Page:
When Greg Clow, from BeerBeatsBites, announced this month’s Session topic, I knew immediately what I would do: I’d circumvent the ubiquitous brewpub raspberry beer, and talk about the malt driven fruits that my tastebuds favor. But a little closer inspection revealed that there’s “the stipulation that it be a beer brewed/augmented with fruit (or fruit juice or extract).” Okay. I know there are good ones in that department as well.
Part 1-Follows the Rules
It was a few days after the announcement when I paid a visit to an aunt. Hidden in the back of her fridge was a single bottle of Estes Park Brewery‘s Long’s Peak Raspberry Wheat. Perfect, thought I. I need to drink a fruit beer this month.
With raspberry extract added following conditioning, this 4.1% abv beer is the very beer I feared discussing this month. Lackluster. Some would call it a chick beer, but no chick I’d hang around. And certainly not the beer that Stan found for his Session this month.
Off to the cellar, where I turned to a homebrew named for a song by the The Runaways: Cherry Bomb.
A Belgian Dark Strong, originating at 1.092, I racked a gallon into a separate carboy for secondary fermentation, and added a half pound of dried bing cherries. This deepened the color and added a touching cherry nuance. Yummy.
Part 2-Bends the Rules
To be sure, I love fruit, and I love a well done fruit beer. If I’d had more time, I fully intended to MacGyver a Randall, and fresh fruit-ify myself some beery pleasure for this fine day. But here I go, still thinking about those other beers: the ones that pull dark fruit flavors from the malts. How about a quick roundup of styles and flavors of my favorite alt-fruit beers?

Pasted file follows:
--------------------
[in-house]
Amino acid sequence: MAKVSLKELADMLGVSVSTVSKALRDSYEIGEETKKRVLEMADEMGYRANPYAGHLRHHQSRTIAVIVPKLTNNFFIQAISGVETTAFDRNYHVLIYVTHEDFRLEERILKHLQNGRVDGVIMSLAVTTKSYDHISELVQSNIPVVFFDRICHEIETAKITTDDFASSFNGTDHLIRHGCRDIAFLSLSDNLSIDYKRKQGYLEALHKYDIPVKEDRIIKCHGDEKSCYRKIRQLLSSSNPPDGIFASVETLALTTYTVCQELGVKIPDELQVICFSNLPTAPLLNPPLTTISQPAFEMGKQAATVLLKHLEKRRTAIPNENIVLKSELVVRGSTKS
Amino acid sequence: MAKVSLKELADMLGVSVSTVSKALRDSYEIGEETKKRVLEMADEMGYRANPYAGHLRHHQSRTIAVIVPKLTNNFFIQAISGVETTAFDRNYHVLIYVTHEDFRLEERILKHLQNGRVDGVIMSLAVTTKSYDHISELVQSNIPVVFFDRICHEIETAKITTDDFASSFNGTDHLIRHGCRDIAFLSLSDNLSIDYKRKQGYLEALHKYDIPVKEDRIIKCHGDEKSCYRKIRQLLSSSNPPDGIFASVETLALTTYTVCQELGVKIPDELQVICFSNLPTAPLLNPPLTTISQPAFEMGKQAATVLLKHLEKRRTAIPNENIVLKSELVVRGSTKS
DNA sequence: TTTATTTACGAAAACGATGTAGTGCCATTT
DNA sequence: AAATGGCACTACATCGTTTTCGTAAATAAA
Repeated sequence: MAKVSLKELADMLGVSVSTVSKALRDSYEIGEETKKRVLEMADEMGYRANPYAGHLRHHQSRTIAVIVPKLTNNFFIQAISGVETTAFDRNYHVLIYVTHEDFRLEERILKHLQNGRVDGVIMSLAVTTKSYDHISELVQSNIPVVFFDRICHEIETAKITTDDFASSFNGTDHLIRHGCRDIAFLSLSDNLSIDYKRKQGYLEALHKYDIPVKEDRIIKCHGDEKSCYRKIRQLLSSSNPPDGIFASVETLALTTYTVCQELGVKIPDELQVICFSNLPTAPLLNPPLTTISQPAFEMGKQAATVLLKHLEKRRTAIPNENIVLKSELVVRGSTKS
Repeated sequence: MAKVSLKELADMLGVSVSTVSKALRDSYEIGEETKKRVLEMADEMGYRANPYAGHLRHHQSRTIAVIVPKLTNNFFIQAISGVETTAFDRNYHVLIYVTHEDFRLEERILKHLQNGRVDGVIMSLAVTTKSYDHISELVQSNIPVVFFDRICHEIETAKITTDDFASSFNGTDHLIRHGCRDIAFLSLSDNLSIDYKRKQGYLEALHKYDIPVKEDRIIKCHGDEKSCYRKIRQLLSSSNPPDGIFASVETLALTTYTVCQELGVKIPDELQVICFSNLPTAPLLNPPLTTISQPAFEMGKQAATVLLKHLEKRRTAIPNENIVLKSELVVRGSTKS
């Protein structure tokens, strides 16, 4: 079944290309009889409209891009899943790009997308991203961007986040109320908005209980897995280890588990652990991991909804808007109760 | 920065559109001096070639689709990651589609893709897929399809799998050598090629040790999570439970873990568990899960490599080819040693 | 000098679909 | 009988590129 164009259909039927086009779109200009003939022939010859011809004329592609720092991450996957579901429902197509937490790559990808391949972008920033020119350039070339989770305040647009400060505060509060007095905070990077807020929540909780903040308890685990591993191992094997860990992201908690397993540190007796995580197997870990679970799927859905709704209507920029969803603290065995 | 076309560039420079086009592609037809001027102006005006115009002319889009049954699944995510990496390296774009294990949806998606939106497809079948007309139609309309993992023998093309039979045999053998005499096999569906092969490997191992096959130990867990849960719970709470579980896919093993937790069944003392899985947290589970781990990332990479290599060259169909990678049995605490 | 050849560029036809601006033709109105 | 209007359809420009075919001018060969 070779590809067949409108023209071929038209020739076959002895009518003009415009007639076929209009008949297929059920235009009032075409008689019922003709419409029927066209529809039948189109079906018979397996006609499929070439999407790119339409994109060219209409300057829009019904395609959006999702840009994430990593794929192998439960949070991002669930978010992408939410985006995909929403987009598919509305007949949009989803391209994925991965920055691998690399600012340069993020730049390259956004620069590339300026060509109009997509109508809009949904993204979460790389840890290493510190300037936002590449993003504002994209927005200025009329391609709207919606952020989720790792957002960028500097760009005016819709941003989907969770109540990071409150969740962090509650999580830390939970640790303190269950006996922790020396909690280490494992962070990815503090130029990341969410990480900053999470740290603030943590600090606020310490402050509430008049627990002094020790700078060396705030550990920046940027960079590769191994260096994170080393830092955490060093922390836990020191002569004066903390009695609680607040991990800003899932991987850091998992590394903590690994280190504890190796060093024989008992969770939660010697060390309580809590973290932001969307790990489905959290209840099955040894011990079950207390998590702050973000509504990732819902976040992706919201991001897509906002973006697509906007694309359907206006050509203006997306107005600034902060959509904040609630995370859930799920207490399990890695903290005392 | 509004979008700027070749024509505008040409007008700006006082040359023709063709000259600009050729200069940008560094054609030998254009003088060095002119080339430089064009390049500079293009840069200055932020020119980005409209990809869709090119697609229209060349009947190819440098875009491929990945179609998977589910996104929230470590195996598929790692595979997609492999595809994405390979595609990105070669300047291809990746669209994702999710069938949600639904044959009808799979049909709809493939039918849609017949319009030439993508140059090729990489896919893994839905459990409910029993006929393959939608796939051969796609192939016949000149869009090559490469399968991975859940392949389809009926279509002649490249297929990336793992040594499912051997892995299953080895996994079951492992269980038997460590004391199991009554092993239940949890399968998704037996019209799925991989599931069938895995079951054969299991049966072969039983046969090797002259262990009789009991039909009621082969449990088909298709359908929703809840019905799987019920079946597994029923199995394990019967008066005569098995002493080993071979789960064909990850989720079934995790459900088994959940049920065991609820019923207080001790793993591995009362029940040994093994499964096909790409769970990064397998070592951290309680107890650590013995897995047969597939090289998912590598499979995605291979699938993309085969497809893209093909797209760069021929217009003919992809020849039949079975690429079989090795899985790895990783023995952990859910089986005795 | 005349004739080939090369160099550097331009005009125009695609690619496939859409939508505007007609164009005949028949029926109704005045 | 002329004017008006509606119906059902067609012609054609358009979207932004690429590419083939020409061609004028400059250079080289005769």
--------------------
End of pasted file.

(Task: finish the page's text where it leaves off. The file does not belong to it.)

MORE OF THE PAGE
Russian Imperial Stout: raisin, plum, prune
Old Ale: dried fruit, vinous
Flanders Red: plum, orange, black cherry, red currant
Flanders Brown: raisin, plum, fig, date, black cherry, prune
Belgian Dubbel: raisin, dried fruit
Belgian Tripel: orange, lemon
Belgian Dark Strong: raisin, plum, dried cherry, fig, prune
Rules or no rules, I think it’s important to think about these styles as brilliant ideas for transition beers. Their fruity nuances are very appealing (and educational). Some might fall in the love/hate category, and some may need to be built toward, but flavor is flavor and one likes what one likes. I, for one, had epiphany after epiphany when I discovered these “fruit” beers. And I’ve seen others do the same.